- Think of three of your favourite animals or birds. Give each one a name, a goal, a strength, a weakness, and an enemy.
- Choose one of the above and write a 500-word Flash Fiction story.
- We all know that a group of cows is referred to as a herd; let’s be far more imaginative and come up with new collective nouns for a group of flamingoes; giraffes; hedgehogs; reindeer; and squirrels.
- Read or re-read a sci-fi novel.
- Try one of more of these writing prompts:
- Your holiday flight to Tenerife doesn’t go quite as planned.
- You type comebacktolife.world and find you can talk to people from the past on the web.
- You find a pot of cream in your makeup drawer, and it cures everything from acne to a broken leg.
- The clocks were striking 13 (your version)
- Kafka’s protagonist transmogrified into an insect. What would you be?
- Do you have secrets? Why are they secret? Who would be affected if they came out? Could one of them make a story?
- As you watch TV or read a novel, notice if secrets are involved. How effective are they in advancing the plot?
- Think of a secret and plot a short story around it.
- Do you have a story you’re not 100 per cent happy with? Add a secret and see what happens.
- Yes, you’ve guessed it – move out of your comfort zone! Make a list of where you feel uncomfortable; choose one and write about how you, or a character, could overcome that feeling.
- Make a list of what you’ve written in the past six months or year. Is it all the same genre eg short stories? Try something different, like an article or a poem. Present it to your writing group or enter a competition.
- Ask friends and family where and when they feel or have felt uncomfortable. Their answers might be different from yours and might surprise you – always good source material for stories.
- Lockdown here in the UK is gradually easing down. Write down your feelings about lockdown and its impact on you and your family and friends. Keep such pieces for use in the future when lockdown is just a memory!
- When was the last time you used a Thesaurus? Even the one that comes with MS Word? Didn’t know there was one? Highlight the word you want an alternative for, right click and a menu comes up in which you click Synonym.
Next time you find yourself using the same word more than once, use a Thesaurus to find an alternative.
- Even if you’re a dedicated prose writer, it doesn’t hurt to try to write a poem from time to time. Poems create images in far fewer words, so poets really concentrate on finding exactly the right word every time.
Try a HAIKU:
five syllables in the first line,
seven in the second
and five in the third.
It doesn’t have to rhyme or be grammatical correct. Haikus, originating from Japan, are usually about the physical world, often invoking a single moment in time.
An old silent pond,
A frog jumps into the pond,
splash! Silence again.
Have a go at these topics: RAIN, MOONLIGHT, SPRING, ROBIN, SWAN.
- Check your New Year Resolutions. How are you doing?
- Define and write down what Writing Success means for you, for the rest of this year.
- Talk about Success with your writing buddy or in your writers’ group.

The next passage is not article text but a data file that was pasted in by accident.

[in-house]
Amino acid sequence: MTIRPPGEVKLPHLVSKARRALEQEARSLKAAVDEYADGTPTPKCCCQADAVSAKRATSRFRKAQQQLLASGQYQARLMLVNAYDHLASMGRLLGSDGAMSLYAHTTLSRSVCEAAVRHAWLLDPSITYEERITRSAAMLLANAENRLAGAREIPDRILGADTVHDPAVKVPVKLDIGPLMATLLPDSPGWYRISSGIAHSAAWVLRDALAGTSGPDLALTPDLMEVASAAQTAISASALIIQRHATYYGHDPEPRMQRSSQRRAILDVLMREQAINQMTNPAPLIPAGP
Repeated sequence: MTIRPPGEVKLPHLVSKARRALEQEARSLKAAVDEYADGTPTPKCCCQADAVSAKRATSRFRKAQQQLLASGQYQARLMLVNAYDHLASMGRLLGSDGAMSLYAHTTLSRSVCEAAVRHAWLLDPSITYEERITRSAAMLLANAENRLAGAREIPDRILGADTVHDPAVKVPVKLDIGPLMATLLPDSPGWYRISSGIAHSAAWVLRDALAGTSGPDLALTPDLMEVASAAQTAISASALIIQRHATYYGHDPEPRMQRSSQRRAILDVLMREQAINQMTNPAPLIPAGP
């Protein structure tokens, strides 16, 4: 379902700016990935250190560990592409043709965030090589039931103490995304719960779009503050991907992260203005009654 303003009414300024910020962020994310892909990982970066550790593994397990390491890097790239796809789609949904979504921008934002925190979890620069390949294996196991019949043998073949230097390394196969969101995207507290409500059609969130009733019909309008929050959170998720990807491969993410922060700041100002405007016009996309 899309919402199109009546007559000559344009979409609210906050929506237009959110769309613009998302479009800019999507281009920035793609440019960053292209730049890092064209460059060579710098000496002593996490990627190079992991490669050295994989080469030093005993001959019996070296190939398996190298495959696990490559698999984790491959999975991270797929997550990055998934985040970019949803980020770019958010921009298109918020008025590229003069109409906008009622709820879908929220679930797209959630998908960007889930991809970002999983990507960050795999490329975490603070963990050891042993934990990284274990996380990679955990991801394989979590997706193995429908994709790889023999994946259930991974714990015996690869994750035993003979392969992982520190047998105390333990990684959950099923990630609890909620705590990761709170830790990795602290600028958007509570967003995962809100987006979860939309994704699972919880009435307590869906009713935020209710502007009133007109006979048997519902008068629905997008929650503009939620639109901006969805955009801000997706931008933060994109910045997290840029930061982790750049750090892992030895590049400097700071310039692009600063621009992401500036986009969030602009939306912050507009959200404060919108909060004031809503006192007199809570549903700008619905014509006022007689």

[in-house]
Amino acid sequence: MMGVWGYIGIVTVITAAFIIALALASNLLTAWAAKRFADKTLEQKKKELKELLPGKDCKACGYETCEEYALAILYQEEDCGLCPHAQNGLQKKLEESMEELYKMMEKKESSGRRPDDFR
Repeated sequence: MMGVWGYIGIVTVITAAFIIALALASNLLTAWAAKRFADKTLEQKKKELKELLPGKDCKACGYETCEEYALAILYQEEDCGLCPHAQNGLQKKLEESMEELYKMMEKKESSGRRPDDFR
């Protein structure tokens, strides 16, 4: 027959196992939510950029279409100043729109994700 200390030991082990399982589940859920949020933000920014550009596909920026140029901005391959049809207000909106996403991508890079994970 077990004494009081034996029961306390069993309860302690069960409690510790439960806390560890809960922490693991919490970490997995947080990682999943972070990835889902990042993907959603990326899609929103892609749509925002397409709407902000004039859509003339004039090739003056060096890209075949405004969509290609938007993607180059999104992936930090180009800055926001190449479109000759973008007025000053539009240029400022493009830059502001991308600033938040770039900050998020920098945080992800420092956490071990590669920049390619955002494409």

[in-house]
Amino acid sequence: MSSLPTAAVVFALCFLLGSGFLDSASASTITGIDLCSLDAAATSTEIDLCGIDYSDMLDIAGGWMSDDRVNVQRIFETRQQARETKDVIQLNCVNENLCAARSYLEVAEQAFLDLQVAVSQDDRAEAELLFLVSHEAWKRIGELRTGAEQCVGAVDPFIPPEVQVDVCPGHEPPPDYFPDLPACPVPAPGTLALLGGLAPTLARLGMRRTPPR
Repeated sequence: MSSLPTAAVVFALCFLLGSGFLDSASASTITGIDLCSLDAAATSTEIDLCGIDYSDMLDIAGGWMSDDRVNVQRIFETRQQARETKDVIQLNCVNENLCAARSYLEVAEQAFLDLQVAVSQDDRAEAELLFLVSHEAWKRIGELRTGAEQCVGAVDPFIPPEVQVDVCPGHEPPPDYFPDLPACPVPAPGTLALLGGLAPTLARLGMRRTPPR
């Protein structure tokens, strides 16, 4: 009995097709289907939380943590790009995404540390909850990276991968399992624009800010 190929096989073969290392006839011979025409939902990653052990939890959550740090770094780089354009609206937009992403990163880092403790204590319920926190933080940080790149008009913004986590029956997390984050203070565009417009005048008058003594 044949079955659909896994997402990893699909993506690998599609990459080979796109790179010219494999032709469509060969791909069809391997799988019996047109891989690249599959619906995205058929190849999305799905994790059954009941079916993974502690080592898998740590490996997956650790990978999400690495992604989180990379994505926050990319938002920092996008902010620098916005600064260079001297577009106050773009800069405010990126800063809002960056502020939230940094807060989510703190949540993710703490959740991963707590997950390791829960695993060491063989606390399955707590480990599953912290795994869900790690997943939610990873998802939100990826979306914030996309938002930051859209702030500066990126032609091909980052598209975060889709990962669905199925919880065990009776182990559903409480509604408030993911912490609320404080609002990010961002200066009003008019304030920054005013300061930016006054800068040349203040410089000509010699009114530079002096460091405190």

- Some first line prompts:
He thought of himself as successful, but then …
“You’re a failure.” Those words had stayed with him all his life …
My brother was always top of his class, me somewhere near the bottom …
“Well done!” She smiled gratefully but couldn’t help wonder if he was being ironic.
- Who are the major and minor characters in your life? And the incidentals? Try a spidergram to illustrate the relationships.
- One day this week make a note of how many people you interact with: major, minor and incidental.
- Do the exercise in 1 above for one of your picture collection.
- If you are writing a novel, or long short story, make a list of your characters and track them through your sections or chapters.
- Read through one or more short stories that you’ve written. Does your main character change? If not, can you find a way of introducing a change in them? You may have to go back to your character profile to identify strengths and weaknesses that can be tested.
- As you’re reading fiction, actively think about how the main character is changing. Or if you are watching a TV drama, notice how the different characters are changing, particularly in soaps!
- Make a list of 3-6 decisions you’ve made today. Some will be quite minor decisions, such as what cereal to have for breakfast. Others will be more personal, such as whether to ring someone you’ve had a disagreement with.
- How have YOU changed over the years? My Mum tells me I’ve become a lot more patient! I think I’ve slowed down too, but that may just be age! With hindsight, what advice would you give to yourself at 18?
- If you’ve read this week’s blog, you’ll probably know what I’m going to suggest – a little tidying up of your emails!
- Pass this website address onto one person you think may be interested.
- Spend a couple of minutes writing down how you react to the following: a sudden rain shower; a full-blown thunder and lightening storm; sunshine; a full moon.
- Think of a time when the weather had an impact on what you were doing. I can remember a late-night journey into the Yorkshire Dales when a fog suddenly descended. I could barely see ten feet in front of the car so had to take things very slowly. I eventually arrived at my hotel to find it was a 17th century manor house, with suits of armour at every corner and a four-poster bed with heavy damask hangings. Not a good night’s sleep!